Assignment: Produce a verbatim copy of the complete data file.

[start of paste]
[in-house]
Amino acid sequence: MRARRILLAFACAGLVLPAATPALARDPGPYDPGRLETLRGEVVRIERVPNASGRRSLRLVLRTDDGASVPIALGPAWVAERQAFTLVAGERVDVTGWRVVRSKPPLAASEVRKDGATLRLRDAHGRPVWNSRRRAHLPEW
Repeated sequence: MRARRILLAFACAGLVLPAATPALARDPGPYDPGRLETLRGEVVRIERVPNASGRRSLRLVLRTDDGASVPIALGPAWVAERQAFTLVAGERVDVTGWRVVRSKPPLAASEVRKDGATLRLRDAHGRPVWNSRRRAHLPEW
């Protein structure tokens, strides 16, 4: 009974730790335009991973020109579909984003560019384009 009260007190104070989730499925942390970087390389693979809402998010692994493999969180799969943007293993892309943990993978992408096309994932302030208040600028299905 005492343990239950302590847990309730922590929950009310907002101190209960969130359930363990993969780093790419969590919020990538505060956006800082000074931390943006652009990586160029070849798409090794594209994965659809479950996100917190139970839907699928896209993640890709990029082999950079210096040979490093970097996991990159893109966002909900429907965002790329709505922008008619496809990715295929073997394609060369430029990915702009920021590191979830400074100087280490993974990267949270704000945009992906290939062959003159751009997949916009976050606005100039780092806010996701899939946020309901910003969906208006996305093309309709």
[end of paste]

[in-house]
Amino acid sequence: MRARRILLAFACAGLVLPAATPALARDPGPYDPGRLETLRGEVVRIERVPNASGRRSLRLVLRTDDGASVPIALGPAWVAERQAFTLVAGERVDVTGWRVVRSKPPLAASEVRKDGATLRLRDAHGRPVWNSRRRAHLPEW
Repeated sequence: MRARRILLAFACAGLVLPAATPALARDPGPYDPGRLETLRGEVVRIERVPNASGRRSLRLVLRTDDGASVPIALGPAWVAERQAFTLVAGERVDVTGWRVVRSKPPLAASEVRKDGATLRLRDAHGRPVWNSRRRAHLPEW
């Protein structure tokens, strides 16, 4: 009974730790335009991973020109579909984003560019384009 009260007190104070989730499925942390970087390389693979809402998010692994493999969180799969943007293993892309943990993978992408096309994932302030208040600028299905 005492343990239950302590847990309730922590929950009310907002101190209960969130359930363990993969780093790419969590919020990538505060956006800082000074931390943006652009990586160029070849798409090794594209994965659809479950996100917190139970839907699928896209993640890709990029082999950079210096040979490093970097996991990159893109966002909900429907965002790329709505922008008619496809990715295929073997394609060369430029990915702009920021590191979830400074100087280490993974990267949270704000945009992906290939062959003159751009997949916009976050606005100039780092806010996701899939946020309901910003969906208006996305093309309709």